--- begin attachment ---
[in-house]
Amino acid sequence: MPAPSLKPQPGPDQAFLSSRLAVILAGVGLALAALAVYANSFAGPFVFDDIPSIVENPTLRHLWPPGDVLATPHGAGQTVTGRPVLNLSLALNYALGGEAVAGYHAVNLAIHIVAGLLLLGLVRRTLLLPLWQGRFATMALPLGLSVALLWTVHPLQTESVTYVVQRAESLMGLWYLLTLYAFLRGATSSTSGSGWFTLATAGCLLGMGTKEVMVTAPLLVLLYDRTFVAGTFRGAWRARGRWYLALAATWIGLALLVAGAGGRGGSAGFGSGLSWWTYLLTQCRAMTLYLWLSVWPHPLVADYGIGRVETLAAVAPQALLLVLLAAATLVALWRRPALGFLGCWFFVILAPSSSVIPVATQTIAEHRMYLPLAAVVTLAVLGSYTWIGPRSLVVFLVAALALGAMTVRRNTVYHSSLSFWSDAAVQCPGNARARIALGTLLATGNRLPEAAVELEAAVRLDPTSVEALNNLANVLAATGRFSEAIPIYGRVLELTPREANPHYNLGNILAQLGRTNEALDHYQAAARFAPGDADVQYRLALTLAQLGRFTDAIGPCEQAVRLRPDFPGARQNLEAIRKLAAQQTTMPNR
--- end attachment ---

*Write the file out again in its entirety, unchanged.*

[in-house]
Amino acid sequence: MPAPSLKPQPGPDQAFLSSRLAVILAGVGLALAALAVYANSFAGPFVFDDIPSIVENPTLRHLWPPGDVLATPHGAGQTVTGRPVLNLSLALNYALGGEAVAGYHAVNLAIHIVAGLLLLGLVRRTLLLPLWQGRFATMALPLGLSVALLWTVHPLQTESVTYVVQRAESLMGLWYLLTLYAFLRGATSSTSGSGWFTLATAGCLLGMGTKEVMVTAPLLVLLYDRTFVAGTFRGAWRARGRWYLALAATWIGLALLVAGAGGRGGSAGFGSGLSWWTYLLTQCRAMTLYLWLSVWPHPLVADYGIGRVETLAAVAPQALLLVLLAAATLVALWRRPALGFLGCWFFVILAPSSSVIPVATQTIAEHRMYLPLAAVVTLAVLGSYTWIGPRSLVVFLVAALALGAMTVRRNTVYHSSLSFWSDAAVQCPGNARARIALGTLLATGNRLPEAAVELEAAVRLDPTSVEALNNLANVLAATGRFSEAIPIYGRVLELTPREANPHYNLGNILAQLGRTNEALDHYQAAARFAPGDADVQYRLALTLAQLGRFTDAIGPCEQAVRLRPDFPGARQNLEAIRKLAAQQTTMPNR